Every time I would talk with my father-in-law, he would always speak the same 5 words before we finished our time together: Kiss the kids for me.
As he approached the final days of his life last week, those words were uttered each time we visited him. My words below are a dedication to the man that I’m proud to have called my Father.
A Fathers Love
I’ve learned so much from Victor Savic. He’s modeled the way for me in many ways. A father first, he spent his entire life devoted to providing for his two daughters and wife. He worked tirelessly at various jobs in the food science and baking industry. Like a loaf of bread rising in the oven, he met each morning with a smile and positive attitude that lifted up everyone around him.
Life In The “Old Country”
Born in a small village of the former Yugoslavia, Victor learned first hand what it meant to live off of the land. He came from nothing. He told me once that his family would sleep in the fields a mile from the village so they could begin harvesting right when they woke up as opposed to wasting time getting ready at home. His first job was to ‘watch the cows’ when he was 10 years old. He once dug a football field worth of land 3 feet deep in preparation for a vineyard. He dug it in a single summer all by himself. Odd jobs aside, he used these experiences as building blocks to climb his way out of the life he knew. He was the first person in his entire village to go to college in the US. I can only imagine the amount of courage it must have taken him to pave this pathway.
A Master Storyteller
We built our friendship out of spending good old fashion time together. Before our kids were born, I used to go visit him on Saturday mornings with coffee & bagels. He would slide on his black rubber sandals, grab his cigarettes from the garage, and head out to go sit on the back porch patio. I would follow behind him after hitting play on the 6-Disc CD player that was packed with Serbian music. Although I never understood the lyrics, it brought me closer to him and the beautiful culture that he and my mother-in-law came from. The morning sun would shine down as we both enjoyed hot coffee and plain bagels with cream cheese.
I’d listen to his stories for what seemed to be hours on end. It didn’t take me long to realize just how smart he was. Wired with a photographic memory and a passion for history, he was able to share life perspective from just about any corner of the world. His stories would often start with an exact date, It was June 30th, 1972…It boggles my mind the way his mind would work. Although his brain was full of facts, his heart was built from solid gold.
Do You Need Anything?
His love came through every time we’d talk. I’d greet him with a big hug & kiss while his thick gray hair and big nose would press against my face. 🙂 He would always look me in the eye and ask me the same set of tender questions:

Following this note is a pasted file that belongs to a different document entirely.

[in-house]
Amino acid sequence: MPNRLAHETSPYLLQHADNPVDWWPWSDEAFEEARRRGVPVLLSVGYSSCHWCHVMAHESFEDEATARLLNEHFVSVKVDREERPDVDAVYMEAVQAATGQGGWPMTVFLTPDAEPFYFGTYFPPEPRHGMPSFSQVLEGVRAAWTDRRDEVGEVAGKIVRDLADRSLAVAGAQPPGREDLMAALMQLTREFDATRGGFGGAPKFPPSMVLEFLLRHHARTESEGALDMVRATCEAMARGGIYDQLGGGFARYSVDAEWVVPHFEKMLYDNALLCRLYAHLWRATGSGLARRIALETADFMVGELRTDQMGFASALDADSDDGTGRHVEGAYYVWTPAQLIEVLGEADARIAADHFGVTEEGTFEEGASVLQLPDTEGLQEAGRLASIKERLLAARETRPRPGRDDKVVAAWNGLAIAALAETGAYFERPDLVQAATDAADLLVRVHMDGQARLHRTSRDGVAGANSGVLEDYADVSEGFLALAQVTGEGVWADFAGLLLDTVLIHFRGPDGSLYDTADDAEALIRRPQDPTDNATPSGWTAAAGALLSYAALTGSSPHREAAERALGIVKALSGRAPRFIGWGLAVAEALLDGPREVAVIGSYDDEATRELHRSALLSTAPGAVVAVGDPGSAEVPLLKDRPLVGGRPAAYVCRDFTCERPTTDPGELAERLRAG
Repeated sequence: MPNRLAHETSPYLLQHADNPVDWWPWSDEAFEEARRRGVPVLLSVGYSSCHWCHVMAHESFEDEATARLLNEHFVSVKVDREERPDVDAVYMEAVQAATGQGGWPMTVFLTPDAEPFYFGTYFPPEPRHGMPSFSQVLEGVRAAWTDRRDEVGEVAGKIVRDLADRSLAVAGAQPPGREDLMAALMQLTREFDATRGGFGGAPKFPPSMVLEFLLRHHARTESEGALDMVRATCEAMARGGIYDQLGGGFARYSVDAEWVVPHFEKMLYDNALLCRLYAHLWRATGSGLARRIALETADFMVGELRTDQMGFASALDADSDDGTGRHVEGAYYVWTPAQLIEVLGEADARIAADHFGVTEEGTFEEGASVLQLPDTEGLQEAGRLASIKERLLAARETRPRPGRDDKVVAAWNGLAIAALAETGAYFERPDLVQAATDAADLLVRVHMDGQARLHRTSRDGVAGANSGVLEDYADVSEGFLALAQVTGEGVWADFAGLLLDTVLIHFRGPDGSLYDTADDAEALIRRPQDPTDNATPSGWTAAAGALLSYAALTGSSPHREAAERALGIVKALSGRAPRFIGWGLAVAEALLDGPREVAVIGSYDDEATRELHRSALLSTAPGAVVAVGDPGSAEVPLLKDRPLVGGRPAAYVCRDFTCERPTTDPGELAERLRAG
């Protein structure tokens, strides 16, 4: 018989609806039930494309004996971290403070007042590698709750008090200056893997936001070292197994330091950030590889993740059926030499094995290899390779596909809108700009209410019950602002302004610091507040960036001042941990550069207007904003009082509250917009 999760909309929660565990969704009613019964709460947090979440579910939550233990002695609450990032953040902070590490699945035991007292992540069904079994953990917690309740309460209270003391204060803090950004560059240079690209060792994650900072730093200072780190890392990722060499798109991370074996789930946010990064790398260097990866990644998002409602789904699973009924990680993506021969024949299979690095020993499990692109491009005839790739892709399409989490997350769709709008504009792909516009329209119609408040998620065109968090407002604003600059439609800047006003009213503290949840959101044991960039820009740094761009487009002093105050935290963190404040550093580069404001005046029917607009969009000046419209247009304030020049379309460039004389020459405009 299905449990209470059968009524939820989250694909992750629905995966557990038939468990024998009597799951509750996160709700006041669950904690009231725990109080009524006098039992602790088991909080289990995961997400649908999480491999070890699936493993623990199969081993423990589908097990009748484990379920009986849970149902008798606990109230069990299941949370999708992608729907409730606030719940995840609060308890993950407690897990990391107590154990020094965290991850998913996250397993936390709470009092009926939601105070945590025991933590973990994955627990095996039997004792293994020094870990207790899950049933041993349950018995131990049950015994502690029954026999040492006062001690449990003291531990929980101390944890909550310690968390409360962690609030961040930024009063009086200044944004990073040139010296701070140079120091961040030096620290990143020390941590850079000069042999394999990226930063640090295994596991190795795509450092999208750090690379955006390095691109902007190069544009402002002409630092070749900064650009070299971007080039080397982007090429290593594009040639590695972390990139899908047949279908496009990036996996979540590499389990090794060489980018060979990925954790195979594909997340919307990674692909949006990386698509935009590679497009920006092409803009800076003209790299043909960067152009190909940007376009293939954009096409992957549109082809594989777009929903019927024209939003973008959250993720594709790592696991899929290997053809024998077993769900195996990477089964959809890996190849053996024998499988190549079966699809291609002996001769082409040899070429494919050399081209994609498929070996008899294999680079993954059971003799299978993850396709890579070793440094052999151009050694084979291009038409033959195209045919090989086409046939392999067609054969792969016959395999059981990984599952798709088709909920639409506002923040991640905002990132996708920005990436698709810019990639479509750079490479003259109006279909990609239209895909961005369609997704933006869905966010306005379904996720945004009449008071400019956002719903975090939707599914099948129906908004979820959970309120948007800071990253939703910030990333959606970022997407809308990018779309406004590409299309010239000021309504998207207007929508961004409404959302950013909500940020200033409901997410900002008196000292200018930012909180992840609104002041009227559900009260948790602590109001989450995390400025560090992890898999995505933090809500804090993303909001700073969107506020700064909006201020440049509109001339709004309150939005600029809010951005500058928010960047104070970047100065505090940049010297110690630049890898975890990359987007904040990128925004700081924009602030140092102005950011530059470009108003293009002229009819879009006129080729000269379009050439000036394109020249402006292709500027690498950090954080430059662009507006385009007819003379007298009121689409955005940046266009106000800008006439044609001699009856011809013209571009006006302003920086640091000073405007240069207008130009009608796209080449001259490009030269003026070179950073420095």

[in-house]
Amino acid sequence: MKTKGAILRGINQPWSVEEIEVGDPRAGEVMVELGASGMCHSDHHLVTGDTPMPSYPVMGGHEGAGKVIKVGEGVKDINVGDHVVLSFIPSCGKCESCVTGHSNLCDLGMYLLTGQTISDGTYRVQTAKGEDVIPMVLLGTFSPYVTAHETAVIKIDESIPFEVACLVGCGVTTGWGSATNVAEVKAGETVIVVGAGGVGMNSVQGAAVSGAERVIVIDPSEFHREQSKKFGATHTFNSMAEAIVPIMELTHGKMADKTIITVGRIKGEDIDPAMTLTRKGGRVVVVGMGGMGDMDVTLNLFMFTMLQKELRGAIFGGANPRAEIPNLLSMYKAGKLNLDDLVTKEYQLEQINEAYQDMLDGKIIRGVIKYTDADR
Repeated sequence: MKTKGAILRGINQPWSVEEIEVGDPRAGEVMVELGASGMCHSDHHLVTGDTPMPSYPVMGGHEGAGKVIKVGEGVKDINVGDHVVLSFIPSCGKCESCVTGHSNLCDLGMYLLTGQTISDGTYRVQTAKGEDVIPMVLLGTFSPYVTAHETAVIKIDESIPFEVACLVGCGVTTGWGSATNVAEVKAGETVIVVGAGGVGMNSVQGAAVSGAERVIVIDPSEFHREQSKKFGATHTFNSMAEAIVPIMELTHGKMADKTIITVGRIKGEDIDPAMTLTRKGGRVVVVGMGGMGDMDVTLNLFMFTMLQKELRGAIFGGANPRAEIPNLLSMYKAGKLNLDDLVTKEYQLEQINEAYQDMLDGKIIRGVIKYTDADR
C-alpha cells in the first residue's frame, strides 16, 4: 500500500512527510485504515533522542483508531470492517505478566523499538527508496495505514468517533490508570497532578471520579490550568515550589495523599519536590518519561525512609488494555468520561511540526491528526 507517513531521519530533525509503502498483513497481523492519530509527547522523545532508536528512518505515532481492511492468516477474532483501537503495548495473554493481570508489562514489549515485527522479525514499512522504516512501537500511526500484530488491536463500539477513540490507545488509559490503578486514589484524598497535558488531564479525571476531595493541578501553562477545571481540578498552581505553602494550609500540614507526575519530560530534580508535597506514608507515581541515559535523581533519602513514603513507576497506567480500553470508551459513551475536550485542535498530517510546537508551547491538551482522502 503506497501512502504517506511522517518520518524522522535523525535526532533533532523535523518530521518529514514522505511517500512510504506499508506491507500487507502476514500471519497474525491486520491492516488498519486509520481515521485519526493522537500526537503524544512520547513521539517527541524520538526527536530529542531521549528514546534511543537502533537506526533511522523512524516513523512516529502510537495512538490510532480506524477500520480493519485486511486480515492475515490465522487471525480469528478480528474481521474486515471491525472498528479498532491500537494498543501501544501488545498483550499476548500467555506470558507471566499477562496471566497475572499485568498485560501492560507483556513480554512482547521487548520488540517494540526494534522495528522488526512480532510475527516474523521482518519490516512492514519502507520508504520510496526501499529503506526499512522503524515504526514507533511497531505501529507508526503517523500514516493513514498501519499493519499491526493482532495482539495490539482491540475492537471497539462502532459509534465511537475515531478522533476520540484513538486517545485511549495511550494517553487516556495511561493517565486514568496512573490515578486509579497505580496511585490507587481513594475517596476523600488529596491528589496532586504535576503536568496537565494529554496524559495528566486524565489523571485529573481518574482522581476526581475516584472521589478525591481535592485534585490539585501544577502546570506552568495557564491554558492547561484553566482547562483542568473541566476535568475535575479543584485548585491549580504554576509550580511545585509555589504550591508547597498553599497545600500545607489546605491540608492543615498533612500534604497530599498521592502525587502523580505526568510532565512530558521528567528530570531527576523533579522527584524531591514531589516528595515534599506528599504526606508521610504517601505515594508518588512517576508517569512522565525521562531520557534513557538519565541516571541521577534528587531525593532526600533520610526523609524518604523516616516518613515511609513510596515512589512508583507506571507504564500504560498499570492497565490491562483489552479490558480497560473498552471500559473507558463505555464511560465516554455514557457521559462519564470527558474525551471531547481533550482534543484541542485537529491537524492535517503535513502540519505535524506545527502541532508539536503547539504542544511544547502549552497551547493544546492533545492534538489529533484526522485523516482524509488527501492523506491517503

How are you?
How are the kids?
Do you need anything?
All he wanted to do was help. He helped us every time he entered our house, often bringing fresh pita that Nana had cooked and chocolates for the kids. His love was as sincere as the moment he handed over his daughter to me at the altar. His ability to make you feel protected and cared for was proof that the image of God was being reflected from his spirit.
One More Vacation
Days after his pancreatic cancer diagnosis we were able to book a family vacation at my cousins cottage. We spent as much time with the family as we could. On one of our last days, a wonderful neighbor offered to take us on a boat ride around the lake. Victor mustered up the energy to walk down the steep steps and the long dock into the pontoon boat. With the summer breeze blowing upon our faces, our smiles shined extra bright as we putzed along the lake soaking in every moment.
After a long month in the hospital, we were able to find a way to bring him home into hospice care for his final days. This was such a blessing as all he wanted was to be in his family room with the 40+ years of memories that existed within the walls that surrounded him. Even in his state of illness, he maintained such a positive attitude. His resilience and desire to focus on everyone else was evident. We even had the chance to gather around him and sing happy birthday to our son. Being at home with his kids and grandkids was the center of his universe.
The Final Night
On the eve before he passed away, we had the chance to gather around his bedside to say our final goodbyes. His eyes were open, his body laid still, and he was unable to speak. His favorite Serbian music played in the background as we wept over him.
I held his hand tightly thanking him for all that he had giving us when all of a sudden, he lifted his hand up and held my face in the same manner he did with each of the grandchildren. As tears flowed out of my eyes and onto his hand, I knew that he was saying goodbye and reminding me one last time to, Kiss The Kids For Me.
“A father is neither an anchor to hold us back nor a sail to take us there, but a guiding light whose love shows us the way.”
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